Unlike the Northeast and the Midwest, the South was not populated by growing urban centers.  Although there were some early Southern tradeports like Charleston, Savannah, and New Orleans, they paled in comparison to New York and Boston.  The majority of settlers that came to the South to establish an agrarian, rural economy.  The South has always been de-centralized which does not lend itself to the standard urban-dominated culture that encompasses the "North" of the United States.

Even when looking at the dominant Southern sport, college football, the places of note (Tuscaloosa, Gainesville, Athens, Lexington, etc) usually lie outside urban areas of their respective state.  Southern sports usually comes from the hinterlands in making it far different from the "inside out" historical marketing approach of professional sports in America. 


These reversed migration patterns in the South caused sports allegiances to be imported into the South's growing urban areas as opposed to being created within the culture of the city.  This is just one reason why NASCAR has remained successful in the South.  It grew from the outside in - from rural dirt tracks to regional locations like Bristol and Talladega to the construction of Texas Motor Speedway outside of Dallas within the last decade or so.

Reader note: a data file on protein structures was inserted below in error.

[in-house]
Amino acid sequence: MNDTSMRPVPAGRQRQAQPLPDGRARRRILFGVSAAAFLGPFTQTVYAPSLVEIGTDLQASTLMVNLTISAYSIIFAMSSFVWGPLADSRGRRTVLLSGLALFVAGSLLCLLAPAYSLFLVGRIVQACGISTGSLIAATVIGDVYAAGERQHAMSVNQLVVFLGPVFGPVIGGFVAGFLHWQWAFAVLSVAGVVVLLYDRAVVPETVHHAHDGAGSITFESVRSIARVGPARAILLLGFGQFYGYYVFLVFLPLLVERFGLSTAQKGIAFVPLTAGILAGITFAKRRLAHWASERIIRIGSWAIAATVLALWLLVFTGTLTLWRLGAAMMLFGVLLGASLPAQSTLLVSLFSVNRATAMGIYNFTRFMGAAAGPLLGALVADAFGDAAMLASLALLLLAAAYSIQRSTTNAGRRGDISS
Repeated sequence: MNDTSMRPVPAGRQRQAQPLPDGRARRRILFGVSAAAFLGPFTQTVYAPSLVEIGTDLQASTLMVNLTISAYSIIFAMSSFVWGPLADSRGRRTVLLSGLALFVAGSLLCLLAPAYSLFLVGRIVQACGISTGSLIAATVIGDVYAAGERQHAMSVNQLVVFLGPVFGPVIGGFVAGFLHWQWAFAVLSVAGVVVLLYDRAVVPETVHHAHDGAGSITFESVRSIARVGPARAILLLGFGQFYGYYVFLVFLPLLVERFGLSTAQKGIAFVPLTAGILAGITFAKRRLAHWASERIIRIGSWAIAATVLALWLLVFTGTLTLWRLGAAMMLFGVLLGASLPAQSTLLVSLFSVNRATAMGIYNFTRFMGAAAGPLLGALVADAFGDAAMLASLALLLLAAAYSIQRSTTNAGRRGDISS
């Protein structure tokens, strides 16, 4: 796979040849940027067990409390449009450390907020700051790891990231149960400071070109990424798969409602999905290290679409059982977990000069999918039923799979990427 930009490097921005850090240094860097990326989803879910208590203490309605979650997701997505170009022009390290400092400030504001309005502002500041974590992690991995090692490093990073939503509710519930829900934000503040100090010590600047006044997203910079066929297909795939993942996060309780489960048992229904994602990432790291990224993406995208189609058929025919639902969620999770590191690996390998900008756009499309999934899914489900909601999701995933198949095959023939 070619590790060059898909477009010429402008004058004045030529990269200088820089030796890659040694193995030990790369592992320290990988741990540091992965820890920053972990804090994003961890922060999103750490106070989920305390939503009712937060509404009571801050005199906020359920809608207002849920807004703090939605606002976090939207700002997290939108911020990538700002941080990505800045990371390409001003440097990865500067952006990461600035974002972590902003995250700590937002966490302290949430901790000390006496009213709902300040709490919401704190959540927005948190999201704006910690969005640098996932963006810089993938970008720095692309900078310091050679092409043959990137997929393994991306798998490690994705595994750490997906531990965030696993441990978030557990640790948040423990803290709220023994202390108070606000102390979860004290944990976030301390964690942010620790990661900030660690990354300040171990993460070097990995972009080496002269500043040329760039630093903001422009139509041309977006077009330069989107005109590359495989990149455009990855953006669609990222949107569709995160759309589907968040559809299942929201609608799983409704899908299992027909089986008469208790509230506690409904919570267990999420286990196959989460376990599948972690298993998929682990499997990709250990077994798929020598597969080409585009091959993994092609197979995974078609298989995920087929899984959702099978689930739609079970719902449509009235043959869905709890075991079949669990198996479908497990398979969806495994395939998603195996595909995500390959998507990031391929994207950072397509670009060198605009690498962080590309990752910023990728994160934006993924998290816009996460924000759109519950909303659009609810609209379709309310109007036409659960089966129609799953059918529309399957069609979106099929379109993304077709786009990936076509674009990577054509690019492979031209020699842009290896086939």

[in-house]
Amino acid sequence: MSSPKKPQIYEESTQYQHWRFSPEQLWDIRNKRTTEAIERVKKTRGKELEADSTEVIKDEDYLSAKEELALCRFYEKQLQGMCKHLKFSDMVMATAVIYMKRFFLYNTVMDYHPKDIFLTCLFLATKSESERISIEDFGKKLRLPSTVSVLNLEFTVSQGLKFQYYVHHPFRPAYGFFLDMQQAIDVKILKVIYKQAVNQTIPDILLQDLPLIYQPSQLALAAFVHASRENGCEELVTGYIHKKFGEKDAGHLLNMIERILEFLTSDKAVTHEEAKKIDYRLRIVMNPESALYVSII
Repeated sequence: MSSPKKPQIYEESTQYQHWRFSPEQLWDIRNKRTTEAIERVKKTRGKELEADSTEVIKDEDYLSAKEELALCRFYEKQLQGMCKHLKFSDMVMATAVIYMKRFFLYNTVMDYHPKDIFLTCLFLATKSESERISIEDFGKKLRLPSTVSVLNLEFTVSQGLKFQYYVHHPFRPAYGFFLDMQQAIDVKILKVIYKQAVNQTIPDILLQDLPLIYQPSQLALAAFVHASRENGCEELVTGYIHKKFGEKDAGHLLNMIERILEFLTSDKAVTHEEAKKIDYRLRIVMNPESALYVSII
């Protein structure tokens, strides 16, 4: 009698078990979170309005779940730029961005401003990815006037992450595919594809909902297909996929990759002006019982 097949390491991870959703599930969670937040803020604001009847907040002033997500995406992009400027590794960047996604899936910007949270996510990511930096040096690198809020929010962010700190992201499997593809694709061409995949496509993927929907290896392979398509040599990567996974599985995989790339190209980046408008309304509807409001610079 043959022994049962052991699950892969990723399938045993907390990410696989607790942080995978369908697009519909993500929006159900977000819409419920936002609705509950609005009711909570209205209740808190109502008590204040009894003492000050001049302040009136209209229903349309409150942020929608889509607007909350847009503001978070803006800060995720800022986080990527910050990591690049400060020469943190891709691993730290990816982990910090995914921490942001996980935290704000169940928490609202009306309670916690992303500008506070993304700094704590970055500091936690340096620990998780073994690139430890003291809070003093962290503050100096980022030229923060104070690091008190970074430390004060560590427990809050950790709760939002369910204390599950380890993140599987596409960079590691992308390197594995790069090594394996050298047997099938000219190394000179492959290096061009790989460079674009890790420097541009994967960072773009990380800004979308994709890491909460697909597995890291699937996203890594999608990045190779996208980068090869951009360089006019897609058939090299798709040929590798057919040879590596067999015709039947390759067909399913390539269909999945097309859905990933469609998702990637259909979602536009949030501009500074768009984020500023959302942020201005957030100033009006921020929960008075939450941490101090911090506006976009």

Simply put, many if not most Southerners do not identify themselves with cities.  They are more likely to see themselves through a "state lens" than a "city lens".  Current residents of Southern cities are just as likely to identify with the small town from which they came than the city in which they now live and work, maybe more so.

So while the Giants and Bears expect a loyal fan base in the smaller, more rural areas of New York and Illinois, the Falcons and Titans cannot count on a similar connection with football fans in Columbus, GA or Bristol, TN.  Any connection like that must be built over time.  This goes squarely against the top down approach favored by the "Big Four" (NFL, MLB, NBA, and NHL), all of which are based in New York City.